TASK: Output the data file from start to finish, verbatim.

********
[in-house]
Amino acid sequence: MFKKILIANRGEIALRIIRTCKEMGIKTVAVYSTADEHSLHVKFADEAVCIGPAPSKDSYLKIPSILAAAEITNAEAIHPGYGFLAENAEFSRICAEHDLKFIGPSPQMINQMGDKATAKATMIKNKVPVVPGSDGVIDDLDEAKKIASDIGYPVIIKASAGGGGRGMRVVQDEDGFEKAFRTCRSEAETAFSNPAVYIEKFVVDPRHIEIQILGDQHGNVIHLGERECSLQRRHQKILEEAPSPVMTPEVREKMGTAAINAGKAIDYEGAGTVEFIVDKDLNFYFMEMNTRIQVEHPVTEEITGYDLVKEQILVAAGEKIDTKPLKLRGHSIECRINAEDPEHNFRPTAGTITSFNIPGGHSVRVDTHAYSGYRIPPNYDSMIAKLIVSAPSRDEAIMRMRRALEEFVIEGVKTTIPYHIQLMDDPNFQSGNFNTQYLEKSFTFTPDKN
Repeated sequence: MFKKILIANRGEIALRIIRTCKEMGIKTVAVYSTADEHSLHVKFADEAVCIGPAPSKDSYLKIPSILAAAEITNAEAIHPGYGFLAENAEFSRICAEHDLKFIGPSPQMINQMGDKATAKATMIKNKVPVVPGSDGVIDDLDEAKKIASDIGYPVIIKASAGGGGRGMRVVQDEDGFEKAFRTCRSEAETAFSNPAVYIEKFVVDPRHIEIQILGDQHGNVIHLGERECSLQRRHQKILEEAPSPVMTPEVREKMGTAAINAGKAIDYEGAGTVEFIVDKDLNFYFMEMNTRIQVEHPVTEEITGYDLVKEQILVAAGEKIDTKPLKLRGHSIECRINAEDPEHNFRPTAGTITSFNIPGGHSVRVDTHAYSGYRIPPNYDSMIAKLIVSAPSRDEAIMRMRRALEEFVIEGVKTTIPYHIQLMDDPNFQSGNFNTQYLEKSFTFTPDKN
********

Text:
[in-house]
Amino acid sequence: MFKKILIANRGEIALRIIRTCKEMGIKTVAVYSTADEHSLHVKFADEAVCIGPAPSKDSYLKIPSILAAAEITNAEAIHPGYGFLAENAEFSRICAEHDLKFIGPSPQMINQMGDKATAKATMIKNKVPVVPGSDGVIDDLDEAKKIASDIGYPVIIKASAGGGGRGMRVVQDEDGFEKAFRTCRSEAETAFSNPAVYIEKFVVDPRHIEIQILGDQHGNVIHLGERECSLQRRHQKILEEAPSPVMTPEVREKMGTAAINAGKAIDYEGAGTVEFIVDKDLNFYFMEMNTRIQVEHPVTEEITGYDLVKEQILVAAGEKIDTKPLKLRGHSIECRINAEDPEHNFRPTAGTITSFNIPGGHSVRVDTHAYSGYRIPPNYDSMIAKLIVSAPSRDEAIMRMRRALEEFVIEGVKTTIPYHIQLMDDPNFQSGNFNTQYLEKSFTFTPDKN
Repeated sequence: MFKKILIANRGEIALRIIRTCKEMGIKTVAVYSTADEHSLHVKFADEAVCIGPAPSKDSYLKIPSILAAAEITNAEAIHPGYGFLAENAEFSRICAEHDLKFIGPSPQMINQMGDKATAKATMIKNKVPVVPGSDGVIDDLDEAKKIASDIGYPVIIKASAGGGGRGMRVVQDEDGFEKAFRTCRSEAETAFSNPAVYIEKFVVDPRHIEIQILGDQHGNVIHLGERECSLQRRHQKILEEAPSPVMTPEVREKMGTAAINAGKAIDYEGAGTVEFIVDKDLNFYFMEMNTRIQVEHPVTEEITGYDLVKEQILVAAGEKIDTKPLKLRGHSIECRINAEDPEHNFRPTAGTITSFNIPGGHSVRVDTHAYSGYRIPPNYDSMIAKLIVSAPSRDEAIMRMRRALEEFVIEGVKTTIPYHIQLMDDPNFQSGNFNTQYLEKSFTFTPDKN